Noémie and I visited the McGill hive today to create a nucleus colony for our new queen, who will be arriving any day now. My camera got covered in honey and propolis, as I took the following photos to share with our blog followers.
This photo shows some kind of irregularity in the comb. Maybe some of our members know if this is normal or not, and if not, what is going on?
Here’s a closer look:
This is happy Noémie handling the hive like the expert she is. Check out the beautiful frame, with a rainbow pattern.
It is typical for a frame to have a rainbow shape of stored nectar, pollen and brood. Usually the brood will be toward the lower part of the rainbow, and next to the brood will be pollen, then the nectar will be stored on the outer or upper part of the rainbow shape.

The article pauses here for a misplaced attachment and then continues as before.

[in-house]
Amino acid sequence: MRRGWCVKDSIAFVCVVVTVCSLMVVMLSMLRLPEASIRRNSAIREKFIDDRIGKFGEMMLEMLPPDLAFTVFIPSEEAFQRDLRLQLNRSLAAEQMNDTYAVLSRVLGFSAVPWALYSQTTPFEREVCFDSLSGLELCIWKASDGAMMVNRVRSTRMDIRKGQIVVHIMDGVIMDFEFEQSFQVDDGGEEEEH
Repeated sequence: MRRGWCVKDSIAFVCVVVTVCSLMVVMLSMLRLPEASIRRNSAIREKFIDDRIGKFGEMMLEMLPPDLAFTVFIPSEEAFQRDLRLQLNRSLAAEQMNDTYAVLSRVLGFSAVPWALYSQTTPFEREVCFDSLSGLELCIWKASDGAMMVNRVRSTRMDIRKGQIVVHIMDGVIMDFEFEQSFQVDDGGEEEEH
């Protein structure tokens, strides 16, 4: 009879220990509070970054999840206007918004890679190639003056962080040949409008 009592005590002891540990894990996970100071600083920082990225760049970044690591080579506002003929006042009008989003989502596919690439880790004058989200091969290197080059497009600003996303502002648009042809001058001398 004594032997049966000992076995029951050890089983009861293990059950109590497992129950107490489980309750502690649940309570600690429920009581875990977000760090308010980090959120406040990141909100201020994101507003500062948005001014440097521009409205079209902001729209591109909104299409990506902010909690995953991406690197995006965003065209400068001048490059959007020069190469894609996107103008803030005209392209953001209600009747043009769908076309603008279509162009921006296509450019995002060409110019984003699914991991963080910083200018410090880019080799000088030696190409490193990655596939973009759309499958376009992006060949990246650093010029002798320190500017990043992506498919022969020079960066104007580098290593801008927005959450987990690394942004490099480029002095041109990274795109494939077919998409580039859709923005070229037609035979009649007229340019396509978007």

There was so much activity in the hive; everyone was buzzing and working. We checked for brood and found a young honey bee emerging from it’s cell, which you can see in the very center of this photo:
The highlight of any bee hive visit is when you spot the queen bee, which you can see below. Finding the queen bee takes practice and patience. Noémie was certainly patient with me, as I kept confusing drones with the queen. (Note: Drones are bigger and darker than the worker bees. The queen is also bigger than the workers, but she is long, narrow, and lighter in color.) Our queen here looked healthy and was laying tons of great brood.
We checked the drone frame, which the bees were busy building up. The drone frame was empty the last time we checkedo, so what you see below is what the bees built in 10 days.
And here’s the hive once we put it back together again. The top two supers will be separated from the bottom ones and become the new hive for the new queen.